This annual exhibit, presented by Works/San José and Mosaic America in partnership with the School of Arts and Culture at Mexican Heritage Plaza, gives just a small hint of the vast range of artists in and around San José.
on view September 9 to October 1 opening reception: Saturday, September 9, 5-8pm hours: 1pm-4pm weekends at MHP, 1700 Alum Rock Ave at King Road Chili Mole Pozole festival, September 16, 1pm-5pm Mosaic Festival, September 30 and October 1, 3pm-9pm register free here! artists: Heidi Alonzo Irene Berrones Kolb Sean Boyles Miguel Espinosa Daniel Garcia Elizabeth Jiménez Montelongo Julie Meridian Kimberly Navarrete Minhquang Nguyen Priya Pattathil Akeem Raheem RC Itzayana Silva curated by: Joe Miller
artists: Tracy Fish and Scott Hinton guest curator: Kerry Rohrmeier
exhibition: 8/25–9/17 hours: Fridays 12-6pm, Saturdays and Sundays 12–4pm South First Friday art walk: September 1, 5-9pm artists reception: Thursday, September 14, 5–8pm with artist talk at 6pm join the reception event on Facebook!
This exhibition investigates the relationship between Nevada desert development and the Silicon Valley economy through views of the Tahoe-Reno Industrial Center (TRIC) in rural Storey County, Nevada, just over California’s eastern border. Despite its storied history, the more recent inclusion in the Silicon Valley megaregion allows for the integration of high-tech industrialization. As we explore the expansive 107,000 acres of arid Great Basin, touted as the world’s largest industrial park, we encounter concerns around governance and sustainable growth. TRIC prioritizes capitalist ideals of production over environmental and public concerns. The result is imposing and monumental architecture often catering to those with power and privilege.
Works presents an extraordinary installation of prints and video by Valentino Loyola for the inaugural exhibition in our studio hall gallery. This contemplative body of work references climate change and local effects of environmental stress through visuals of the Guadalupe River in downtown San José combined with real and imagined scientific mapping techniques.
artist Ray Ashley with serigraph titled “No Message”
Ray was for all of us in local visual arts and that’s what this exhibition is about. As Works/San José settles into its new home with the grand opening of Open San José, we asked our community of artists to create a new work in collaboration with the late San José artist, collector, and patron, Ray Ashley. This exhibition includes a wide range of artists and artistic viewpoints working with and inspired by Ray’s art and extraordinary attitude towards life.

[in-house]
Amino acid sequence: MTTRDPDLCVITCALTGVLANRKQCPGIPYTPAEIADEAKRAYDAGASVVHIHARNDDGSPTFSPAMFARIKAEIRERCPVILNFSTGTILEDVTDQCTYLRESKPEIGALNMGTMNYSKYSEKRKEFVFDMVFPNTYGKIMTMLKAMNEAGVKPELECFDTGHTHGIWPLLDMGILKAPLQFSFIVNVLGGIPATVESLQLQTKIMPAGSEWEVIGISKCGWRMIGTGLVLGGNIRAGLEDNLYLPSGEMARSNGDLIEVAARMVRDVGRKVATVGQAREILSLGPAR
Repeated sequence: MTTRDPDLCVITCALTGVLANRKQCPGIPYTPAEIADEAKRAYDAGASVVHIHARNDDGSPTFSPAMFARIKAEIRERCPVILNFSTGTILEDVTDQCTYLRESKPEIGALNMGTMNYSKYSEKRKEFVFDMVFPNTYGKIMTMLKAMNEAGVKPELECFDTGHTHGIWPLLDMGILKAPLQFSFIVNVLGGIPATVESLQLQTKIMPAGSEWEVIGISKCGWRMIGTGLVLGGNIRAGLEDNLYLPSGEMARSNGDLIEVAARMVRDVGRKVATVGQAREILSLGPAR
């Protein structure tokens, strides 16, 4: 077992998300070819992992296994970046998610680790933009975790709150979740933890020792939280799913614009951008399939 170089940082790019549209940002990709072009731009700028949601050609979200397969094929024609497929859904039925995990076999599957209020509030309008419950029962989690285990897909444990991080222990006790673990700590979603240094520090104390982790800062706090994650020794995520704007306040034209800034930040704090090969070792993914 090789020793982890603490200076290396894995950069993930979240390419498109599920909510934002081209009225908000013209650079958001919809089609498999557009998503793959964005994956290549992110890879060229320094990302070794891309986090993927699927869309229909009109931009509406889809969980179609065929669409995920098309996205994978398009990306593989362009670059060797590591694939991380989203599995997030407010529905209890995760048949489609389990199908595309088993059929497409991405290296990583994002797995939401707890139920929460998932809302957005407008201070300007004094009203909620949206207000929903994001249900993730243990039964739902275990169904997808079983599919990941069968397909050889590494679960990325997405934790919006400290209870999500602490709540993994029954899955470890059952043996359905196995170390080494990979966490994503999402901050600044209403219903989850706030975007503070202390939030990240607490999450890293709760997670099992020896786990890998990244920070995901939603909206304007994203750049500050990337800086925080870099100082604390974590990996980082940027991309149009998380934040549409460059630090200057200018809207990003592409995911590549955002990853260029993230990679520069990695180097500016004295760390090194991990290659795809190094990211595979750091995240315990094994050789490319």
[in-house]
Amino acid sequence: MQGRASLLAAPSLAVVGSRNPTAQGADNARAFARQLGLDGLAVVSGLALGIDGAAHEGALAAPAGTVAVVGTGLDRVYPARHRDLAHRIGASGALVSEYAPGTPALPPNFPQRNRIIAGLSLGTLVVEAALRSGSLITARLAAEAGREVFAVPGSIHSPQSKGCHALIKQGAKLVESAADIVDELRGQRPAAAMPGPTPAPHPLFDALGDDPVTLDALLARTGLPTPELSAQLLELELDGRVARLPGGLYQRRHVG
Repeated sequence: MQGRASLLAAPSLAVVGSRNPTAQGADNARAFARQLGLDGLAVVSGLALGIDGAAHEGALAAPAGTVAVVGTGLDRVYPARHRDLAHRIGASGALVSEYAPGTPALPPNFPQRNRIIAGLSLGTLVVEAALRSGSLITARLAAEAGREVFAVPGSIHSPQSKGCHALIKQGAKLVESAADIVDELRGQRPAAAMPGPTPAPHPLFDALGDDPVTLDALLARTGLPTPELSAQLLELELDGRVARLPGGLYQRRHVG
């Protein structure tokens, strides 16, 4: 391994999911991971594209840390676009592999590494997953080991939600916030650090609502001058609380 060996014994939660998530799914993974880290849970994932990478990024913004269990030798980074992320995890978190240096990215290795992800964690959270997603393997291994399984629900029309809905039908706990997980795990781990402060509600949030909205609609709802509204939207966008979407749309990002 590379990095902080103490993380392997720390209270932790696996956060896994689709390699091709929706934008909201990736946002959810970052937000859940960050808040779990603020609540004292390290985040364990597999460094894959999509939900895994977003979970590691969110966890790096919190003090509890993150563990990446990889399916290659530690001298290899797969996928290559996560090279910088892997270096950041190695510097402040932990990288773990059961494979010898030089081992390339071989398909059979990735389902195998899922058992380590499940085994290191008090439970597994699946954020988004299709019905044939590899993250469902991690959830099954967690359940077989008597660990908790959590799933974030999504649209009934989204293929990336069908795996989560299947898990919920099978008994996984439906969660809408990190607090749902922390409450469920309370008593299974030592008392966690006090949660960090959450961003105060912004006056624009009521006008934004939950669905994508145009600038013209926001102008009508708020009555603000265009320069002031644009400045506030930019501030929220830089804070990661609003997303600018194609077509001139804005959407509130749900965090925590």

opening reception with grand opening of Open San José: Saturday, June 10, 12pm-4pm exhibition: June 10 to June 25 and returns July 21 to August 5 hours: Fridays 12-6pm, Saturdays and Sundays 12-4pm
Ray Ashley was a joy to know and be around. He was an artist, incredible collector of local art, and a supporter of Works since its inception in 1977. He was also a prolific artist who studied at San José State. Ray suffered severe injuries from a grenade explosion in the war in Việt Nam. After years of surgeries and rehabilitation he made hundreds of silk screen and monotype prints before eventually losing the physical ability to create more. Even then, Ray stayed focused on supporting other artists and arts organizations—especially Works.
Ray passed away in 2016 after a battle with cancer, and had willed a portion of his estate to Works. As Works’ largest individual donor, starting a significant fund for the future of Works, Ray is a permanent sponsor of all our exhibitions. Most of his collection of more than 1,000 works by hundreds of regional artists is now in the collection of the Triton Museum of Art in Santa Clara.
Coinciding with the Triton’s showing of Ray’s collection in 2017, Works mounted an exhibition of Ray’s prints and experiments titled “One of a Kind: mono prints and more by Ray Ashley.” Works was given hundreds of Ray’s prints for the exhibit with the instruction that we manage and find homes for them, and not return any. Many were sold at that exhibit and since, and many given to fans. This exhibit seeks to bring new life to some of the remaining prints, and will include several originals we have set aside and preserved.
participating artists: Raymond Ashley Hadi Aghaee Amy Beans Elaine Marie Bello Irene Berrones Kolb Lydia Rae Black Sean Boyles Tachiya Bryant Rebecca Bui Robert Chavez Sara Cole Jemal Diamond EphQu Kristen Everett Force129 Danny Hanson Susan Harding kaory Jonathan Kermit Ally Kraus Leeonnista León Valentino Loyola Patrick Lundquist Rayos Magos Tania Martin Carolyn Meredith Stephanie Metz Joe Miller Clayton Moraga Gianfranco Paolozzi Betty Proper Francisco Ramirez Bob Rose Steven Rubalcaba Kurt Salinas Nona Weiner Ashley Whiting Geri Wittig Jada Wong
all artists credited “with Ray Ashley”
More about Ray: Raymond E. Ashley, born October 15, 1942 in San Francisco, died November 28, 2016 in San José. Ray’s father’s military career took his family half way around the world before they settled in California. His mother, a nurse, also painted.